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I'm learning about undecidability, and found this question:

Is this language decidable, make a proof:
    L = { M : machine M halts for every input of length not exceeding 100 }

Update: This is translated from an exam paper some years ago, and I'm quite sure it means that machine M should halt for every input with length from 0 to 100, and that it is no constraints on the tape size.

Update2: The solution given below, and hence the origin of this post, is for an variant of this question with fixed number of steps and input. Sorry for the confusion.

I came to the conclusion that this is an undecidable language.

My logic is as follows: Lets say for the sake of contradiction that it is possible to construct a machine $M_R$, that takes as input an arbitrary input $(M,x)$, and reduces this to $M'$. $M'$ has the property so that $(M,x) \in M_{HALT}$ iff $M' \in L$, this means that $M$ halts on all $x$ of input with maximum length of 100.

Then run $M$ on $x$, if it halts then accept.

And shows that $M_R$ decides the halting problem, and in hence a contradiction and proves that his is not decidable.

But in the solution it is written that this question is decidable:

You can simulate $M$ on all inputs of length 100 or less (you can generate such input in a loop and use the universal Turing machine to simulate M on x), it is only $|\Sigma|^{100}$ possible inputs of length 100, that is finite.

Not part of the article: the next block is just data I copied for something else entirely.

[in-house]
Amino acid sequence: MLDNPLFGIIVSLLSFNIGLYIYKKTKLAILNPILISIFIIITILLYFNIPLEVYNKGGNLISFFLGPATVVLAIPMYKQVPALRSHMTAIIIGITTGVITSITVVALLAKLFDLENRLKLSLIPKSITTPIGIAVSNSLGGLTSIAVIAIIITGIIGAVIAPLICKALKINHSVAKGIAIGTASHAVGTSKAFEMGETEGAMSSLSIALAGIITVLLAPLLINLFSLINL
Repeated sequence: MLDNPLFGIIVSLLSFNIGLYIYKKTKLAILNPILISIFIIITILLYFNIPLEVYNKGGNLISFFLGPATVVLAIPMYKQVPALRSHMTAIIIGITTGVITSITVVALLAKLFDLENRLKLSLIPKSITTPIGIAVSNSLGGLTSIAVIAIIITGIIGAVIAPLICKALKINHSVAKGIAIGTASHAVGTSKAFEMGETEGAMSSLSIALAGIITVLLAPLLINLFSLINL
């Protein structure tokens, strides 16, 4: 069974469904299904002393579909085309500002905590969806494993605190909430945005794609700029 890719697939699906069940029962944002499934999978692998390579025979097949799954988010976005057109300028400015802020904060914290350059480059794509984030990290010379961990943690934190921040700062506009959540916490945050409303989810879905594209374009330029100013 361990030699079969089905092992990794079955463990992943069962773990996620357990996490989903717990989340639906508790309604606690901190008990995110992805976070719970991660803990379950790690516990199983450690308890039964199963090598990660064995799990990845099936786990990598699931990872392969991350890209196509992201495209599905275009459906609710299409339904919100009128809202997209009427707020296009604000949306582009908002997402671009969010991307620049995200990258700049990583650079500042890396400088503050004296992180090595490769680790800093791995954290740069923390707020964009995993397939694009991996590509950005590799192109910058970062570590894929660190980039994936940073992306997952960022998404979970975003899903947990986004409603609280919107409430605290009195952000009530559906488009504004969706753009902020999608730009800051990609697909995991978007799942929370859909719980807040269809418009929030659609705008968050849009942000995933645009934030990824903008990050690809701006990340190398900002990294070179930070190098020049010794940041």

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closed as unclear what you're asking by Patrick87 Dec 16 '13 at 20:32

Please clarify your specific problem or add additional details to highlight exactly what you need. As it's currently written, it’s hard to tell exactly what you're asking. See the How to Ask page for help clarifying this question. If this question can be reworded to fit the rules in the help center, please edit the question.

  • $\begingroup$ To proof undecidability you should use a property that separates R and RE languages (i.e. decidable and recognizable languages). $\endgroup$ – Parham Dec 13 '13 at 20:14
  • $\begingroup$ This language is not decidable, but it is recursively enumerable (also known as semidecidable). $\endgroup$ – D.W. Dec 14 '13 at 5:14
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    $\begingroup$ You need to clarify, is there a limit to how many cells can be written during the computation? i.e. is the entire tape only 100 cells long, or does it always start with input of size 100 or less, but can write past cell 100? $\endgroup$ – jmite Dec 14 '13 at 19:18